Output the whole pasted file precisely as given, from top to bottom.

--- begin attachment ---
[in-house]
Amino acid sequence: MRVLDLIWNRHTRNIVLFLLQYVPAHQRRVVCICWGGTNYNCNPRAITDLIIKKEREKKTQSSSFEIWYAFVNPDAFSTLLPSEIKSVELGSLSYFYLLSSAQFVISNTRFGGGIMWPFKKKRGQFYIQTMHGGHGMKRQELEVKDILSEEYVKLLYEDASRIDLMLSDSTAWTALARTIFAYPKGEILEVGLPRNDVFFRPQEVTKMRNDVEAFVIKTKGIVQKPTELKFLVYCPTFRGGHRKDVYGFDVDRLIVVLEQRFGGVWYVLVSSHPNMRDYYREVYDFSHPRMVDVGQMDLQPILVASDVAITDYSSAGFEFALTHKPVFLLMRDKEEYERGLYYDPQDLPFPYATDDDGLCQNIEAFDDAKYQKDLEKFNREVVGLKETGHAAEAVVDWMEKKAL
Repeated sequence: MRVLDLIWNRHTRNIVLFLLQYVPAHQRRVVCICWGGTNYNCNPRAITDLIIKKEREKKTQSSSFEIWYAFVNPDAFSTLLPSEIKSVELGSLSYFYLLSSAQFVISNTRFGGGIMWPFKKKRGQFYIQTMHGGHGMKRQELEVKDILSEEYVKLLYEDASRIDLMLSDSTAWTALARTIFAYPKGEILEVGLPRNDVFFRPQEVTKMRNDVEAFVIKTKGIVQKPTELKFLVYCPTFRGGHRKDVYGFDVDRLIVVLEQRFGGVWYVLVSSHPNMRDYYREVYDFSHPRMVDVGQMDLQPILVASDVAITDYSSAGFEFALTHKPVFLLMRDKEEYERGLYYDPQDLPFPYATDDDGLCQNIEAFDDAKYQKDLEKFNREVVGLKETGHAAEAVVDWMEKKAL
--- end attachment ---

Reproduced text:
[in-house]
Amino acid sequence: MRVLDLIWNRHTRNIVLFLLQYVPAHQRRVVCICWGGTNYNCNPRAITDLIIKKEREKKTQSSSFEIWYAFVNPDAFSTLLPSEIKSVELGSLSYFYLLSSAQFVISNTRFGGGIMWPFKKKRGQFYIQTMHGGHGMKRQELEVKDILSEEYVKLLYEDASRIDLMLSDSTAWTALARTIFAYPKGEILEVGLPRNDVFFRPQEVTKMRNDVEAFVIKTKGIVQKPTELKFLVYCPTFRGGHRKDVYGFDVDRLIVVLEQRFGGVWYVLVSSHPNMRDYYREVYDFSHPRMVDVGQMDLQPILVASDVAITDYSSAGFEFALTHKPVFLLMRDKEEYERGLYYDPQDLPFPYATDDDGLCQNIEAFDDAKYQKDLEKFNREVVGLKETGHAAEAVVDWMEKKAL
Repeated sequence: MRVLDLIWNRHTRNIVLFLLQYVPAHQRRVVCICWGGTNYNCNPRAITDLIIKKEREKKTQSSSFEIWYAFVNPDAFSTLLPSEIKSVELGSLSYFYLLSSAQFVISNTRFGGGIMWPFKKKRGQFYIQTMHGGHGMKRQELEVKDILSEEYVKLLYEDASRIDLMLSDSTAWTALARTIFAYPKGEILEVGLPRNDVFFRPQEVTKMRNDVEAFVIKTKGIVQKPTELKFLVYCPTFRGGHRKDVYGFDVDRLIVVLEQRFGGVWYVLVSSHPNMRDYYREVYDFSHPRMVDVGQMDLQPILVASDVAITDYSSAGFEFALTHKPVFLLMRDKEEYERGLYYDPQDLPFPYATDDDGLCQNIEAFDDAKYQKDLEKFNREVVGLKETGHAAEAVVDWMEKKAL